The parachutes unfurled beautifully yesterday, billowing like jellyfish. After cutting through the atmosphere at thousands of miles an hour, the capsule coasted to the water at a gentle 15. “Welcome back to planet Earth, and thanks for flying SpaceX,” an engineer in Mission Control told Hurley and Behnken when they touched down.
A cute remark, but also a sign of what’s to come. Hurley and Behnken are NASA astronauts, but on this mission, they were also SpaceX customers, their tickets covered by their employer. Because although NASA helped fund SpaceX’s development of the astronaut capsule, the agency doesn’t have exclusive rights to it, and SpaceX doesn’t plan to transport only astronauts. SpaceX is already in talks with the actor Tom Cruise about a trip to the ISS to film a movie. Cruise could probably shoot scenes right inside the Dragon capsule itself; the interior is futuristic-looking and sleek, all black and white, with a triptych of touch screens. Unlike NASA’s early cramped capsules and overstuffed control panels, there’s plenty of legroom. Since SpaceX’s founding, Musk has promised that traveling by a rocket would become as routine as flying on a plane. “Space is the new air,” he tweeted yesterday after Hurley and Behnken returned.
With the Dragon capsule’s first passengers back home safe, other customers might be lining up for their chance to fly. SpaceX plans to develop a fleet of the capsules. Astronauts will depend on them to commute to work, and wealthy individuals will use them to experience the world from a thrilling new perspective, any fears soothed by the fact that the product was tested on astronauts first. “We certainly feel comfortable that we’re on the right path to carry commercial passengers not too long from now,” Gwynne Shotwell, SpaceX’s chief operating officer, told reporters yesterday.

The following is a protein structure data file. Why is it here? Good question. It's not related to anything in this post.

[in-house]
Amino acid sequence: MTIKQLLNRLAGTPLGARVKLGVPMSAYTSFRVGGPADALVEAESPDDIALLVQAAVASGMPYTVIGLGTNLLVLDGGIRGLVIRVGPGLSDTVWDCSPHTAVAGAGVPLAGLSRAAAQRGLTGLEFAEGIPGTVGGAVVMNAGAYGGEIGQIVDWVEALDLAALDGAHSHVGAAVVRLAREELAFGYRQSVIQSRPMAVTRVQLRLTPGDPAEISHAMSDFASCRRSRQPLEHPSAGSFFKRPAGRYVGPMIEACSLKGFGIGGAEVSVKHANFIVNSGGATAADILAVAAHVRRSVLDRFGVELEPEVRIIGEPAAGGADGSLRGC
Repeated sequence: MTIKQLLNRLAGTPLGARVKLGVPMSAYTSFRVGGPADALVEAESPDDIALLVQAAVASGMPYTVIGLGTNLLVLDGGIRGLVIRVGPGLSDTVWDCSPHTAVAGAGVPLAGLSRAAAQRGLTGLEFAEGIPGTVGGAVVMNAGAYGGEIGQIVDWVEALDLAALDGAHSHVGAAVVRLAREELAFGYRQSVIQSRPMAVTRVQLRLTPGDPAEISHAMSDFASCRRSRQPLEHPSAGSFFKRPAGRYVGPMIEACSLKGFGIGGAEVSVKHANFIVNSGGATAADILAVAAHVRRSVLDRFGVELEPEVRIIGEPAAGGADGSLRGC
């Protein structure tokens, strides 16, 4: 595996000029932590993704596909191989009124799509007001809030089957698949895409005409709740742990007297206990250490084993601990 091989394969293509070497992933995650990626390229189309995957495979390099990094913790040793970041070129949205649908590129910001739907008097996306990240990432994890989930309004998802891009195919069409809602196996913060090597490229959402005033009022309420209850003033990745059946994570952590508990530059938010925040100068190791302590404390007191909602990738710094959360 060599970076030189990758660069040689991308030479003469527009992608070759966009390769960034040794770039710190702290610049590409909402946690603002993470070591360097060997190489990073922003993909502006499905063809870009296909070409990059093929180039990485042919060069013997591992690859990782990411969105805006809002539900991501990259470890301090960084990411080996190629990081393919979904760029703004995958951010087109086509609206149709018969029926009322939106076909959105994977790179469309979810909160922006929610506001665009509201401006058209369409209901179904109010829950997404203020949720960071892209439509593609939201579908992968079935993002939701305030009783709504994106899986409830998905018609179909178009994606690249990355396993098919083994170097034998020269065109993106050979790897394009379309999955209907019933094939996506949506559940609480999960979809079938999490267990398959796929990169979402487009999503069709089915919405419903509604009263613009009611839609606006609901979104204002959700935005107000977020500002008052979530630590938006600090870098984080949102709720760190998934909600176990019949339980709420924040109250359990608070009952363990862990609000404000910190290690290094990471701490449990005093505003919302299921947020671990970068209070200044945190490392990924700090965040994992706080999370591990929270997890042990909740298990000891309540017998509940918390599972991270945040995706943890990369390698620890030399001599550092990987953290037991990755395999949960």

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On the way back down, those passengers will feel, as Hurley and Behnken did, gravity crushing them into their seats. They will see, outside the oval-shaped windows, a spectacular light show of radiant oranges and white—the glowing plasma all around them. As they descend, the outside of their spacecraft will heat to about 3,500 degrees Fahrenheit. The surrounding plasma will become too hot for even radio waves to squiggle through, and for six terrifying minutes, the passengers won’t be able to talk with Mission Control.
Once through the atmosphere, the passengers will feel the jolt as the first set of parachutes deploys, and then the second. Like an airplane, the capsule will be stocked with barf bags, should they feel a little seasick as they wait to be scooped out of the water.
The journey to space and back will be automated; the passengers won’t need Hurley’s Marine Corps background, or Behnken’s Air Force experience, or two decades’ worth of NASA employment. They just need enough money to pay for the ride. These trips might, over time, become as routine as SpaceX rocket launches have. But flying to space will always be more harrowing than catching a flight. Clapping upon landing, considered cheesy on a plane, would be entirely warranted. The first person the passengers will see when the Dragon hatch opens will be a SpaceX doctor, making sure that they’re alive and well. Astronauts are trained to take mortal risks to advance science and national pride; customers may not be eager to pay so high a price.
As the waves of the gulf’s water lapped against the capsule yesterday, relief washed over Mission Control.
“I’m not very religious, but I prayed for that one,” Musk said after the splashdown, once Hurley and Behnken were reunited with their families.